The government has tried to calm the situation by promising to hire 5000 unemployed individuals and to form a “national committee” aimed at tackling the problem of corruption.
While Tunisia is often hailed as the only success story of the popular revolutions that came to be known as the Arab Spring, the ongoing civil unrest highlights the social and economic grievances that sparked the 2011 revolution have yet to be remedied, five years on.
ROOTS OF THE JASMINE REVOLUTION
What happened in Tunisia in 2011 was first and foremost a political revolution. Ben Ali, who had ruled the country since 1987, was overthrown, which initiated a process of political transition culminating in the holding of parliamentary and presidential elections and the writing of a brand new constitution.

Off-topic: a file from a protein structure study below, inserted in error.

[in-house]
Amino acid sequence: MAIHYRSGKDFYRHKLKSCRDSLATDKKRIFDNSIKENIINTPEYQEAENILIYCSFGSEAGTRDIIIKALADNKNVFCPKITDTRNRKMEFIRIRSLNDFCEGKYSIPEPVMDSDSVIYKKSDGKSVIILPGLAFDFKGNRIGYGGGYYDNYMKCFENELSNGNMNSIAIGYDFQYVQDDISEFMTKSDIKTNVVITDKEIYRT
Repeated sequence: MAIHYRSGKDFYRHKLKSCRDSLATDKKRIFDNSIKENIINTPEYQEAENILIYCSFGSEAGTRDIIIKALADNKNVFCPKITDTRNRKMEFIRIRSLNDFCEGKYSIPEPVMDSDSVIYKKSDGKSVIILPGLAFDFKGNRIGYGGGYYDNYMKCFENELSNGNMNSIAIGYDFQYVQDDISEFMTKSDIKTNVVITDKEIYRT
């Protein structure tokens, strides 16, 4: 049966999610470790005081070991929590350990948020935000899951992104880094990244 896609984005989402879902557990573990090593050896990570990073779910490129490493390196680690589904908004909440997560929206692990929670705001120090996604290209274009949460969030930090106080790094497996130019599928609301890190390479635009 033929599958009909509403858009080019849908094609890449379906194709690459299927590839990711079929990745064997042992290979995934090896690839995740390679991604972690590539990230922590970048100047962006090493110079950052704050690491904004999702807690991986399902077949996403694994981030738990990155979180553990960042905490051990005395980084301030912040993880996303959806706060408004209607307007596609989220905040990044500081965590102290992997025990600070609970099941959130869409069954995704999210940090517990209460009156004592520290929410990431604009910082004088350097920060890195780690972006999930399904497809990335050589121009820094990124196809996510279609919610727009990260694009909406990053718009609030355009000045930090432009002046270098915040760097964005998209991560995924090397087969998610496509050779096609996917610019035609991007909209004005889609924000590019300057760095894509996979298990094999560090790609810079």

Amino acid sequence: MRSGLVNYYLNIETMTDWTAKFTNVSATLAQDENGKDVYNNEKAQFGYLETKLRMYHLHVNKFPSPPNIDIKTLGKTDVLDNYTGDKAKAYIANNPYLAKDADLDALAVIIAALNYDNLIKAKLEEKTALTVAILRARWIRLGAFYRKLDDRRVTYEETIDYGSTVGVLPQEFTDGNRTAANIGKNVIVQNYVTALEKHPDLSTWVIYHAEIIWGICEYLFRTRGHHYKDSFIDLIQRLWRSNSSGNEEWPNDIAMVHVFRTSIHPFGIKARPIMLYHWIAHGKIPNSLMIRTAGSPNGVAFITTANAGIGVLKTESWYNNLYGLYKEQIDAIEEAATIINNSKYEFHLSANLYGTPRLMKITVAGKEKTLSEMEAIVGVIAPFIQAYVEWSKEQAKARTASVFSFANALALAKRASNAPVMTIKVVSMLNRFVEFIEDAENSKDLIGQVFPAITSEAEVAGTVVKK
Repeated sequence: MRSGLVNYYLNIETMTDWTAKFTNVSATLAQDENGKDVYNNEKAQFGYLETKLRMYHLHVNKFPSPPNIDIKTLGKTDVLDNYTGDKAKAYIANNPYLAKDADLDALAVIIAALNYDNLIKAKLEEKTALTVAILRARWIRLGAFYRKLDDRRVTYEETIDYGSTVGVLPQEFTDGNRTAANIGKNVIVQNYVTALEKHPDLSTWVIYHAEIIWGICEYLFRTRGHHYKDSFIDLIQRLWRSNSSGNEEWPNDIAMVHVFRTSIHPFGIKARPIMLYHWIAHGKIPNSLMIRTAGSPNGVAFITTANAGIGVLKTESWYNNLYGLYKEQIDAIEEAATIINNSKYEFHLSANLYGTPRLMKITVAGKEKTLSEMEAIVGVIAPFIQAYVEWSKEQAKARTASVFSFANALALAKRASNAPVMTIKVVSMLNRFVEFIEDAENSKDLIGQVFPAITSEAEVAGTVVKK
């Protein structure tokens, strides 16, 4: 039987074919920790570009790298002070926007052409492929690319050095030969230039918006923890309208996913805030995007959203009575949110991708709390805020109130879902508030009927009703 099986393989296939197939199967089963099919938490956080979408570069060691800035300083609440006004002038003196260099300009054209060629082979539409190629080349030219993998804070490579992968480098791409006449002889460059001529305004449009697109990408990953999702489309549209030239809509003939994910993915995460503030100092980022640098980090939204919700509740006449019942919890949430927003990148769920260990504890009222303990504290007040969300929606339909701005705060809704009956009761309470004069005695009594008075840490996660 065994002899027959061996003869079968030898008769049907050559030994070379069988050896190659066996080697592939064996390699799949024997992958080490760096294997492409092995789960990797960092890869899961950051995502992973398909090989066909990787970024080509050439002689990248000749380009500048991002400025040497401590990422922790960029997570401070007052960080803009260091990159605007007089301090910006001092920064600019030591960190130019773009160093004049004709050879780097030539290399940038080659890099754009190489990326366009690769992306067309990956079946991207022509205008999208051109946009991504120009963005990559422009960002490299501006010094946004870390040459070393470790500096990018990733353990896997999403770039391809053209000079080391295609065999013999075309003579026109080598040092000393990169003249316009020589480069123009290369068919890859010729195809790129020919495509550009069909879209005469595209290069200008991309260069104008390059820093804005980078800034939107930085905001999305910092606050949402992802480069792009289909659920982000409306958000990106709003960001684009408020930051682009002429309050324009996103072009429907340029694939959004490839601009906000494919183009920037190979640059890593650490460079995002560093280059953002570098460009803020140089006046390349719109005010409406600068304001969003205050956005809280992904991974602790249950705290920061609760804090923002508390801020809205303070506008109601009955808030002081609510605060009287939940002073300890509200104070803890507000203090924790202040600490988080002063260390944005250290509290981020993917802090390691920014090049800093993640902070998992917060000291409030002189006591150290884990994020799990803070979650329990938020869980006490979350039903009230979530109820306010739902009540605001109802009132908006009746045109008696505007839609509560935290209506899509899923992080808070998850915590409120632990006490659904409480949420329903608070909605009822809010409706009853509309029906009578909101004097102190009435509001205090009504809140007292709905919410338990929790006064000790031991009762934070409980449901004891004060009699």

From the viewpoint of many governments and media outlets in the West, the transition to electoral democracy was more or less achieved with Ben Ali stepping down. While the political transition precipitated the portrayal of Tunisia as the region’s “only success story” it simultaneously ignored the deep roots of the 2011 protests, which in essence were social and economic.
ECONOMIC REFORMS AND ITS EFFECTS
In addition to the severe democracy deficit, rampant corruption, and violent repression of dissidents by the Ben Ali regime, one of the main underlying causes of the Tunisian revolt is found in the effects of the IMF and World Bank-inspired market reforms initiated in the late 1980s. These structural adjustment policies comprised large-scale privatization, trade and price liberalization, and significant reductions in public expenditures, including subsidies on consumer goods and state-sector employment.